Category Archives: English

Comment on “Closing the Loop: Creating Tests and the Content Tested”


In composition and rhetoric, the scholarship and accompanying textbooks have developed and improved over the years, quite in advance of any putative tests in critical thinking (CLA), composition, design, or rhetoric. Compare Downs and Wardle’s Writing about Writing or Palmquist’s Joining the Conversation with traditional modes textbooks that are still with us. There have been advances in understanding of transfer learning, academic “mutt genres,” Genre Theory, Activity Theory, and the institutional place of comp-rhet outside the orbit of English Lit, which I think drives someone like Elizabeth Wardle to talk about re-orienting comp-rhet as an introduction to Writing Studies, rather than have it be a quixotic course on remediating all linguistic surface errors and creating disciplined critical readers with careful professional academic standards in sixteen weeks.

What keeps the old textbook approaches in circulation? 1) There are certainly some instructors whose professional opinion is that these approaches serve their purpose (there is nothing if not a diversity of approaches to writing pedagogy). 2) Textbook publishers keep producing what textbook committees want. 3) A majority contingent labor force doesn’t get involved in textbook selection, isn’t paid to develop opinions on the matter, and receives little or no professional development to pursue an investigation of the scholarship wherein they might have time in between shuttling from campus A parking lot to campus B parking lot to develop a variety of interesting and substantial opinions about writing studies, its research areas and pedagogy. 4) That leaves a department of full-time faculty, reduced in number, but still with full-time academic and institutional obligations, to keep up with the scholarship and available approaches, and to do that independent of the tender mercies of the textbook publishers who are eager to offer their opinions about the right textbooks for that college or university’s local conditions. 5) In some, probably suspect institutions, administrators, or even faculty outside the discipline, who may have little actual familiarity with the scholarship, but with full power to decide what gets taught and how, might take upon themselves some sort of say in the matter. These factors all give weight to people’s received initial graduate training and perceptions about writing that may be decades old in terms of ever having any familiarity with issues in writing studies.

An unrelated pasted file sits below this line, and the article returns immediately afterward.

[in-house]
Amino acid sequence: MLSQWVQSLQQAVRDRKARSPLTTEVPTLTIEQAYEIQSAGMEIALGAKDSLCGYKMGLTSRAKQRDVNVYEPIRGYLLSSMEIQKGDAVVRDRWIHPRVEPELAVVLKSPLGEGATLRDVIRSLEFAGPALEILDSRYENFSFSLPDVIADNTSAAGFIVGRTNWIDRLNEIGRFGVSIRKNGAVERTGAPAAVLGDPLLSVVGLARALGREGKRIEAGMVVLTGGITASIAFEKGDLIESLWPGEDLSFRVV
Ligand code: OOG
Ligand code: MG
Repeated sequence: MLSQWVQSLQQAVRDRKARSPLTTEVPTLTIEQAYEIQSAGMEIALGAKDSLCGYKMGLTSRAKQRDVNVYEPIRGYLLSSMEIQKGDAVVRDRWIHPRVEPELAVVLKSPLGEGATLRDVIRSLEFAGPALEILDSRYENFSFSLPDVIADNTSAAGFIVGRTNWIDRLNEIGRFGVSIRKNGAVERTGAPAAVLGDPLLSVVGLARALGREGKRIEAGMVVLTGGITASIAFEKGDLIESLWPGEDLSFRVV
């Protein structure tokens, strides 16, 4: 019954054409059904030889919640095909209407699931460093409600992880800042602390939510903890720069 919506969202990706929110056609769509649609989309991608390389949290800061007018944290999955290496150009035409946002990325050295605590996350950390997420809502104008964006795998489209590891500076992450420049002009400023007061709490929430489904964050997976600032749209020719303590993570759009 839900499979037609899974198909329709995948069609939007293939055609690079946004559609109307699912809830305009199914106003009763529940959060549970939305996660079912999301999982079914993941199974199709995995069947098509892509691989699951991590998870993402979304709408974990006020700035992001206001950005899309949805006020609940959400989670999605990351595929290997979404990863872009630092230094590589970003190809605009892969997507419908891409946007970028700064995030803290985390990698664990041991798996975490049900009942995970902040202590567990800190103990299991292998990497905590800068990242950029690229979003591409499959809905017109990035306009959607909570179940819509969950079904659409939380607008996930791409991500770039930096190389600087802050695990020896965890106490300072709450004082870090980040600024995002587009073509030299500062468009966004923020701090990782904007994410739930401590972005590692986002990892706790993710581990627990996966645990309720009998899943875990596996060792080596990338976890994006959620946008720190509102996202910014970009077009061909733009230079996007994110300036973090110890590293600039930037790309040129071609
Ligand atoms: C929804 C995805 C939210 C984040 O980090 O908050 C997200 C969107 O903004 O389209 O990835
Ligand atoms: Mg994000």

The miracle is that any innovative pedagogy and textbooks informed by current research get out in front of the institutional and economic inertia.

Comment at The Academic Blog.

 

“To alter students’ writing practices”


The quote used for the title to this post is from Alex Reid, cited in a Facebook post recently published. Soon to make its way to the Twittersphere via @vpiercy‘s timeline, and the idea of altering writing practice is one that I will return to at the end of this post. But first: A colleague at another institution asked on the WPA-List,

“Could anyone out there send me an example of a grammatically perfect essay that says absolutely nothing?”

My only fear would be that one might accomplish the opposite of one’s intention: Colleagues in other disciplines might well think that formally correct vapidity was what English comp was supposed to accomplish and nothing else:  “Just give me grammatically correct writers and I will give them the content.”  I’m thinking of faculty members I’ve known in other departments who grade by sheer quantity of error: 4 errors earn a B, 8 errors earn a C, etc.  “It’s simple!” I think too of Stanley Fish’s “Devoid of Content” piece from 2005 (FYC becomes intro to linguistics) and his more recent “What Should Colleges Teach?” (parts 1, 2, and 3) with its endorsements by the American Council of Trustees and Alumni as well as by the traditionalist voices in the comment threads celebrating his article.  What he’s saying there resonates well with a number of people outside of comp studies.  Rhetoric and composition have no content to teach, which of course is a woefully inadequate characterization, given the amount of research in writing studies over the last 40 years that has, in tandem with other socio-economic trends, catapulted Composition and Rhetoric to the forefront of the “English” discipline today. If it’s not the Digital Humanities, New Media Studies, Multimodal Composition, Digital Literacy, then it’s powerfully renewed emphases on design and composition (cf. Clemson’s RCID, i.e., Rhetorics, Composition, and Information Design program and its wondrous placement rate of PhDs. See Marc Bousquet’s piece making that point in The Chronicle of Higher Ed, “Moral Panic in Literary Studies“):